I was sitting in my favorite chair, studying for the final stages of my doctoral degree, when Sarah announced herself in my presence with a question: “Daddy, do you want to see my family picture?”
“Sarah, Daddy’s busy. Come back in a little while, honey.”
Good move, right? I was busy. A week’s worth of work to squeeze into a weekend. You’ve been there.
Ten minutes later she swept back into the living room. “Daddy, let me show you my picture.”
The heat went up around my collar. “Sarah, I said come back later. This is important.”
Three minutes later she stormed into the living room, got three inches from my nose, and barked with all the power a five-year-old could muster: “Do you want to see it or don’t you?” The assertive Christian woman in training.
“No,” I told her, “I don’t.”
With that she zoomed out of the room and left me alone. And somehow, being alone at that moment wasn’t as satisfying as I thought it would be. I felt like a jerk. (Don’t agree so loudly.) I went to the front door.
“Sarah,” I called, “could you come back inside a minute, please? Daddy would like to see your picture.”
She obliged with no recriminations and popped up on my lap.
It was a great picture. She’d even given it a title. Across the top, in her best printing, she had inscribed: “OUR FAMILY BEST.”
“Tell me about it,” I said.
“Here is Mommy [a stick figure with long yellow curly hair], here is me standing by Mommy [with a smiley face], here is our dog Katie, and here is Missy [her little sister was a stick figure lying in the street in front of the house, about three times bigger than anyone else].” It was a pretty good insight into how she saw our family.
“I love your picture, honey,” I told her. “I’ll hang it on the dining-room wall, and each night when I come home from work and from class, I’m going to look at it.”
She took me at my word, beamed ear to ear, and went outside to play. I went back to my books. But for some reason I kept reading the same paragraph over and over.
Something was making me uneasy.
Something about Sarah’s picture.
Something was missing.
I went to the front door. “Sarah,” I called, “could you come back inside a minute, please? I want to look at your picture again, honey.”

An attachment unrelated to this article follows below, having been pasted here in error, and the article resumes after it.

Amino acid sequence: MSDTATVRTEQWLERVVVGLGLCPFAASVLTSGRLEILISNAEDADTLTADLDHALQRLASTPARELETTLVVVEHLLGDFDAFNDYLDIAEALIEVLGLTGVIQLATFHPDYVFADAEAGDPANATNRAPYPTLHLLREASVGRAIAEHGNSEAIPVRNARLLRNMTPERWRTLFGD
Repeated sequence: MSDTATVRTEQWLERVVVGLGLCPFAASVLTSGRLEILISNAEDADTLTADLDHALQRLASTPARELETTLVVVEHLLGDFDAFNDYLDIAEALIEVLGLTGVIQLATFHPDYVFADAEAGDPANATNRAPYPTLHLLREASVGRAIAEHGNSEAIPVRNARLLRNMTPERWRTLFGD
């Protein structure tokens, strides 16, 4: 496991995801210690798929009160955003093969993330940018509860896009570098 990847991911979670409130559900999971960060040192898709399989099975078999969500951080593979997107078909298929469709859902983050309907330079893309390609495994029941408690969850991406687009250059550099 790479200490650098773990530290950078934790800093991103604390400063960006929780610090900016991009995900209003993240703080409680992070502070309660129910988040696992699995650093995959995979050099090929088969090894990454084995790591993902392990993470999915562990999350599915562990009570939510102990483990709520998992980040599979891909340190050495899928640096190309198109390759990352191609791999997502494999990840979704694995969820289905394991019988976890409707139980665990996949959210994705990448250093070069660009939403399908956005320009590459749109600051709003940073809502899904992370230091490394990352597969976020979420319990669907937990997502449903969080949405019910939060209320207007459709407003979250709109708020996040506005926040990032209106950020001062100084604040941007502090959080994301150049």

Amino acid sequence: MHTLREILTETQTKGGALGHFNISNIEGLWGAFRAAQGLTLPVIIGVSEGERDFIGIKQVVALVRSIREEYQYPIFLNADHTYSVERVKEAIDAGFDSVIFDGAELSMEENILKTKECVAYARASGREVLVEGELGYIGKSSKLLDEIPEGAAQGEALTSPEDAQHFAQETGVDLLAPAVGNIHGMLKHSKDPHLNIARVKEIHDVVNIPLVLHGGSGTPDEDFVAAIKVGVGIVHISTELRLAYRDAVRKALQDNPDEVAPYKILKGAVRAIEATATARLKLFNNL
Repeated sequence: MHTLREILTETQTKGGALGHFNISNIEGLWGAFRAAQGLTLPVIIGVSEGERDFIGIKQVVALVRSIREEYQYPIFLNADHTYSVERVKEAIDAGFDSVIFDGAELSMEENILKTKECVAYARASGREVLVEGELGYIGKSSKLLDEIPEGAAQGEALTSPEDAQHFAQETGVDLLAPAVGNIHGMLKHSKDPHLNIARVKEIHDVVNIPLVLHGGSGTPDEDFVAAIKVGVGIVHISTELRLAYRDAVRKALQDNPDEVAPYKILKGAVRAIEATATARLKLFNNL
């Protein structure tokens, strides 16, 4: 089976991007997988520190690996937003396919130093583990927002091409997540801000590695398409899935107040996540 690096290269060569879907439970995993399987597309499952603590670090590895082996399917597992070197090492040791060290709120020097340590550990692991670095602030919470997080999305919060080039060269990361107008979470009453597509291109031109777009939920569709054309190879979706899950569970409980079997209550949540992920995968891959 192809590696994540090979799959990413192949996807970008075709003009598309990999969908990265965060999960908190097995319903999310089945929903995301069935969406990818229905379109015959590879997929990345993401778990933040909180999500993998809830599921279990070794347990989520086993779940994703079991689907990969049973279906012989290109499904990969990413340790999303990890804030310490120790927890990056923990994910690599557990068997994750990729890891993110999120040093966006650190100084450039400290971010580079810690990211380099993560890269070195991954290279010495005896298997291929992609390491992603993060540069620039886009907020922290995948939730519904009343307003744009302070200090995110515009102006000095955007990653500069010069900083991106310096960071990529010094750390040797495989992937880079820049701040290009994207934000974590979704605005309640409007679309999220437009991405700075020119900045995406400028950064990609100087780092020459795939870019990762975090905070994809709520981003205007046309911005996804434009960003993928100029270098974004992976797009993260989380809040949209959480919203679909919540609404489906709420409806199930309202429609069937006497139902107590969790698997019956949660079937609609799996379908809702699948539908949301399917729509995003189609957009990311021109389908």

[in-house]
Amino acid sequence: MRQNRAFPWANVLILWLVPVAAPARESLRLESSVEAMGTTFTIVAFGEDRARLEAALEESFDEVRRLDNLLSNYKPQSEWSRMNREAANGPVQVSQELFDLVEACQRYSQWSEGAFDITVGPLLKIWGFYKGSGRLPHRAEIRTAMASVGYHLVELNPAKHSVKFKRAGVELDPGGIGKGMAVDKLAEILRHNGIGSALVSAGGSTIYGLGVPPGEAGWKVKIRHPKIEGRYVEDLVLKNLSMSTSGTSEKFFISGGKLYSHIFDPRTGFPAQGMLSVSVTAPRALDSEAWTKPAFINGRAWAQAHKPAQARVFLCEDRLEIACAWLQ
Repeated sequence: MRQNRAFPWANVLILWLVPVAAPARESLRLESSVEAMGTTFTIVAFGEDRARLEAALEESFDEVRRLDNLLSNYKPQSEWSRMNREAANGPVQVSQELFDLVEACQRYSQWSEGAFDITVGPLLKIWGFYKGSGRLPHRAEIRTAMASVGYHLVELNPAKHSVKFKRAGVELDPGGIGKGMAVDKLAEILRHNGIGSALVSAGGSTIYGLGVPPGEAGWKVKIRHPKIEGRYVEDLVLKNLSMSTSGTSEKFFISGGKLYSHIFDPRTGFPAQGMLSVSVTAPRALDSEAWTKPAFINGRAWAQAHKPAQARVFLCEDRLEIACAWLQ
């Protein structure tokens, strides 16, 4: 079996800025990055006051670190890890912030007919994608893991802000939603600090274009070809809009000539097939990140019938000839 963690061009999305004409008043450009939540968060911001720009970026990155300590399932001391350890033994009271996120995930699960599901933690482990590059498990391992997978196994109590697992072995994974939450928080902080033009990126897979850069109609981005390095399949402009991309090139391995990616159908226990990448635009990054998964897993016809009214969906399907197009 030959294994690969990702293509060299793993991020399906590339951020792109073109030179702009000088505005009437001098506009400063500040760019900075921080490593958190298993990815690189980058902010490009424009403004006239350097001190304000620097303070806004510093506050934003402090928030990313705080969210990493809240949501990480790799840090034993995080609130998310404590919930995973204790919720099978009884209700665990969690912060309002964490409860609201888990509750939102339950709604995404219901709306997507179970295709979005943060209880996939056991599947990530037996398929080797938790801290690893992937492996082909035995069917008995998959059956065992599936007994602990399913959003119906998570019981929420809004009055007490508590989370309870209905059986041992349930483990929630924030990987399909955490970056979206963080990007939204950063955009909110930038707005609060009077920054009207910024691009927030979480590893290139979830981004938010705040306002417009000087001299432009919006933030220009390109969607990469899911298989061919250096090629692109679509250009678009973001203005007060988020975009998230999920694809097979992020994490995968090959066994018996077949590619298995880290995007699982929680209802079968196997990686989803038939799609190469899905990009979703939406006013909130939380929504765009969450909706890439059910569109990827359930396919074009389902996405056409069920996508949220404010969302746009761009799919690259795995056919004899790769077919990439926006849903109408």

Sarah crawled back into my lap. I can close my eyes right now and see the way she looked. Cheeks rosy from playing outside. Pigtails. Strawberry Shortcake tennis shoes. A Cabbage Patch doll named Nellie tucked limply under her arm.
I asked my little girl a question, but I wasn’t sure I wanted to hear the answer.
“Honey…there’s Mommy, and Sarah, and Missy. Katie the dog is in the picture, and the sun, and the house, and squirrels, and birdies. But Sarah…where is your Daddy?”
“You’re at the library,” she said.
With that simple statement my little princess stopped time for me. Lifting her gently off my lap, I sent her back to play in the spring sunshine. I slumped back in my chair with a swirling head and blood pumping furiously through my heart. Even as I type these words into the computer, I can feel those sensations all over again. It was a frightening moment. The fog lifted from my preoccupied brain for a moment—and suddenly I could see. But what I saw scared me to death. It was like being in a ship and coming out of the fog in time to see a huge, sharp rock knifing through the surf just off the port bow.
Sarah’s simple pronouncement—“You’re at the library”—got my attention big-time. I resolved right then to change—to be a daddy who was there for his kids, who didn’t spend every moment studying or at the office, who was an active participant in his children’s lives. Sure, it might slow down my career ambitions a bit. But I desperately wanted my daughter to know that she was the pride and joy of my life—and that she could show me her latest drawing anytime.
It was time for this daddy to get back in the picture.
by Gary Rosberg
How well I understand the struggle Dr. Rosberg describes in tonight’s story. Shortly after the birth of my daughter, Danae, I finished my Ph.D. and the whole world seemed to open up to me. Radio and television opportunities were there for the taking, and a book contract sat on my desk. I was running at incredible speed, just like every other man I knew. Although my pursuits were bringing me professional rewards, my dad wasn’t impressed. He wrote me a long and loving letter, gently expressing how great a mistake it would be if I continued to pour every resource into my career and failed to meet my obligations to my wife and infant daughter. He said that my occupational success would be pale and unsatisfying if I lost the love of those I cared about most. Those words shook me to the core and made me reexamine my priorities.
Satan once attempted to entice Jesus with the “authority and splendor” of this world (Luke 4:6). He will try the same with you, making every effort to lure you away from your family with temporary treasures and pleasures. When your day is so filled with “important” activities that you don’t have a moment for your spouse or children, it’s a victory for the devil. Don’t listen to him!
Time is a precious resource that, once lost, can never be recovered. Let’s spend it in a way that creates joyful, eternal memories for the loved ones under our roofs.
- James C. Dobson
From Night Light For Parents, by Dr. James & Shirley Dobson
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